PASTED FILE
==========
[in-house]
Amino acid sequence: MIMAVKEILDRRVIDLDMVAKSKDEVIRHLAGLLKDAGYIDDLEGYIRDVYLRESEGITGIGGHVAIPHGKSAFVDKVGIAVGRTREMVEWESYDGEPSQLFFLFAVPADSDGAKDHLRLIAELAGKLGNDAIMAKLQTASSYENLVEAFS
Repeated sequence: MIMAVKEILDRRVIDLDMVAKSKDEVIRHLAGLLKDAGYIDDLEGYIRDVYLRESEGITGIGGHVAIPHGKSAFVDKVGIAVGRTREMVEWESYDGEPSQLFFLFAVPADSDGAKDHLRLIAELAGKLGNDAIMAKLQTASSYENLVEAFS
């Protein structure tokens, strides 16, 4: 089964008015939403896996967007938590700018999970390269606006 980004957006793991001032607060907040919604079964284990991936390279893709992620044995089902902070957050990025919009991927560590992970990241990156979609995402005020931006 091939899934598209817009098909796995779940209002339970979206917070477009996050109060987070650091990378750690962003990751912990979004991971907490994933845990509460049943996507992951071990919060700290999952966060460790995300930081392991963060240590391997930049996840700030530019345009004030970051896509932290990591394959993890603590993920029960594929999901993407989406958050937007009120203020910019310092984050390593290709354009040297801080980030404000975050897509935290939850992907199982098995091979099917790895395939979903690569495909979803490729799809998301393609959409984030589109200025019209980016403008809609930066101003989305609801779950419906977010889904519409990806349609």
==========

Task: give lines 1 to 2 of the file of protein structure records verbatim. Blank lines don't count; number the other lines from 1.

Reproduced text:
[in-house]
Amino acid sequence: MIMAVKEILDRRVIDLDMVAKSKDEVIRHLAGLLKDAGYIDDLEGYIRDVYLRESEGITGIGGHVAIPHGKSAFVDKVGIAVGRTREMVEWESYDGEPSQLFFLFAVPADSDGAKDHLRLIAELAGKLGNDAIMAKLQTASSYENLVEAFS